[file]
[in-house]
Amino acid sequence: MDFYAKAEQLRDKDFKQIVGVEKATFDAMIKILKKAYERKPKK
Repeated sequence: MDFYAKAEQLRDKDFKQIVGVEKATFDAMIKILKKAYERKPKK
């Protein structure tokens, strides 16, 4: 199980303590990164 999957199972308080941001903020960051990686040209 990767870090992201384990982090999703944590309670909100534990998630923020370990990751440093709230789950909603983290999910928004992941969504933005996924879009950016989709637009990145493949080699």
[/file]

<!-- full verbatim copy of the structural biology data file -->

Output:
[in-house]
Amino acid sequence: MDFYAKAEQLRDKDFKQIVGVEKATFDAMIKILKKAYERKPKK
Repeated sequence: MDFYAKAEQLRDKDFKQIVGVEKATFDAMIKILKKAYERKPKK
């Protein structure tokens, strides 16, 4: 199980303590990164 999957199972308080941001903020960051990686040209 990767870090992201384990982090999703944590309670909100534990998630923020370990990751440093709230789950909603983290999910928004992941969504933005996924879009950016989709637009990145493949080699």